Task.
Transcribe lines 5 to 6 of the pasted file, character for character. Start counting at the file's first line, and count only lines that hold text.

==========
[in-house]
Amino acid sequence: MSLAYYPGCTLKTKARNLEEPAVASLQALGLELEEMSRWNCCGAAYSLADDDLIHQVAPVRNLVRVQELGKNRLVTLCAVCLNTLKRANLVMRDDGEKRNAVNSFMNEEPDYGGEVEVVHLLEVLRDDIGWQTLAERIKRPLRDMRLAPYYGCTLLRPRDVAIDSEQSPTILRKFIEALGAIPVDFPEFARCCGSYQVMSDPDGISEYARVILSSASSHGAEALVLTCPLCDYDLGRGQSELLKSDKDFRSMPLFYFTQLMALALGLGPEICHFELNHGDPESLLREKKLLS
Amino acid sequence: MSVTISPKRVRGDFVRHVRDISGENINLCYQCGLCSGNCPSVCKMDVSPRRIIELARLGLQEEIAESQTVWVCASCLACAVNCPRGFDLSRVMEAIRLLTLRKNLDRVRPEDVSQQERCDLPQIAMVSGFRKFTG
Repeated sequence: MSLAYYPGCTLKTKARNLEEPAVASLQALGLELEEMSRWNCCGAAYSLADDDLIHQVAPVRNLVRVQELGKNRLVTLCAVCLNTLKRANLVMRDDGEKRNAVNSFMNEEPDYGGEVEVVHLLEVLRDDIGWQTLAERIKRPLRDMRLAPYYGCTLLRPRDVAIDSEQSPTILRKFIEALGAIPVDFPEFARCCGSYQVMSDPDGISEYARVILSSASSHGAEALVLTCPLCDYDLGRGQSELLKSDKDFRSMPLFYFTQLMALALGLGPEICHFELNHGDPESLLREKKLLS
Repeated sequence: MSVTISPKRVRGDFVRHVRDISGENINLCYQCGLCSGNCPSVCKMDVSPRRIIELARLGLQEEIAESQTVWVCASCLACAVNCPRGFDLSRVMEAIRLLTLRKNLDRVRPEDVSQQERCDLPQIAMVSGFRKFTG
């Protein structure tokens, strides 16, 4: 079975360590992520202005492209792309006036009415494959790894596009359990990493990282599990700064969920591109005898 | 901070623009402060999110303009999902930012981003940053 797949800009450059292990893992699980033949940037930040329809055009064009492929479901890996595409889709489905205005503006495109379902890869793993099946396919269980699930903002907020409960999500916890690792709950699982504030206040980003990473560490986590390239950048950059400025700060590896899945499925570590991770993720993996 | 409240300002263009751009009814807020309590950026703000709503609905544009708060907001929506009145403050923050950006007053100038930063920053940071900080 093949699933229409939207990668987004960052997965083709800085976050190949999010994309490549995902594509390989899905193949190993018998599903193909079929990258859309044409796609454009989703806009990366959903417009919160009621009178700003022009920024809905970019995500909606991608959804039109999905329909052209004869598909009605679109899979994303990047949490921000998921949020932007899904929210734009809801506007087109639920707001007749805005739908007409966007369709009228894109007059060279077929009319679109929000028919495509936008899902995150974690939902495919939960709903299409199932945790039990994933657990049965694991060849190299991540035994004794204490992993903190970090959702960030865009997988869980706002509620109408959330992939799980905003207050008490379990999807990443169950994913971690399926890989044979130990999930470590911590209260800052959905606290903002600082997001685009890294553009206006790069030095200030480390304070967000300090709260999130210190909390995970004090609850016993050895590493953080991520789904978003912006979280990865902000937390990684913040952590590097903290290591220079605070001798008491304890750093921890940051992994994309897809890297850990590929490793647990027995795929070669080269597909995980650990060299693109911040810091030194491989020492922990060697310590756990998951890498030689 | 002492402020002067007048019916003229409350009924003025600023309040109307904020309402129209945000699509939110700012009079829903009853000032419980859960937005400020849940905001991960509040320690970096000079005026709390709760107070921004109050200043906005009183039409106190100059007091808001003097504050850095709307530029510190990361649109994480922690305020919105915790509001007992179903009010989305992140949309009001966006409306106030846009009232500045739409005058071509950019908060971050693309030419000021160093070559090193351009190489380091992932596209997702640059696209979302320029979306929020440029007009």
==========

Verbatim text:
Repeated sequence: MSVTISPKRVRGDFVRHVRDISGENINLCYQCGLCSGNCPSVCKMDVSPRRIIELARLGLQEEIAESQTVWVCASCLACAVNCPRGFDLSRVMEAIRLLTLRKNLDRVRPEDVSQQERCDLPQIAMVSGFRKFTG
């Protein structure tokens, strides 16, 4: 079975360590992520202005492209792309006036009415494959790894596009359990990493990282599990700064969920591109005898 | 901070623009402060999110303009999902930012981003940053 797949800009450059292990893992699980033949940037930040329809055009064009492929479901890996595409889709489905205005503006495109379902890869793993099946396919269980699930903002907020409960999500916890690792709950699982504030206040980003990473560490986590390239950048950059400025700060590896899945499925570590991770993720993996 | 409240300002263009751009009814807020309590950026703000709503609905544009708060907001929506009145403050923050950006007053100038930063920053940071900080 093949699933229409939207990668987004960052997965083709800085976050190949999010994309490549995902594509390989899905193949190993018998599903193909079929990258859309044409796609454009989703806009990366959903417009919160009621009178700003022009920024809905970019995500909606991608959804039109999905329909052209004869598909009605679109899979994303990047949490921000998921949020932007899904929210734009809801506007087109639920707001007749805005739908007409966007369709009228894109007059060279077929009319679109929000028919495509936008899902995150974690939902495919939960709903299409199932945790039990994933657990049965694991060849190299991540035994004794204490992993903190970090959702960030865009997988869980706002509620109408959330992939799980905003207050008490379990999807990443169950994913971690399926890989044979130990999930470590911590209260800052959905606290903002600082997001685009890294553009206006790069030095200030480390304070967000300090709260999130210190909390995970004090609850016993050895590493953080991520789904978003912006979280990865902000937390990684913040952590590097903290290591220079605070001798008491304890750093921890940051992994994309897809890297850990590929490793647990027995795929070669080269597909995980650990060299693109911040810091030194491989020492922990060697310590756990998951890498030689 | 002492402020002067007048019916003229409350009924003025600023309040109307904020309402129209945000699509939110700012009079829903009853000032419980859960937005400020849940905001991960509040320690970096000079005026709390709760107070921004109050200043906005009183039409106190100059007091808001003097504050850095709307530029510190990361649109994480922690305020919105915790509001007992179903009010989305992140949309009001966006409306106030846009009232500045739409005058071509950019908060971050693309030419000021160093070559090193351009190489380091992932596209997702640059696209979302320029979306929020440029007009």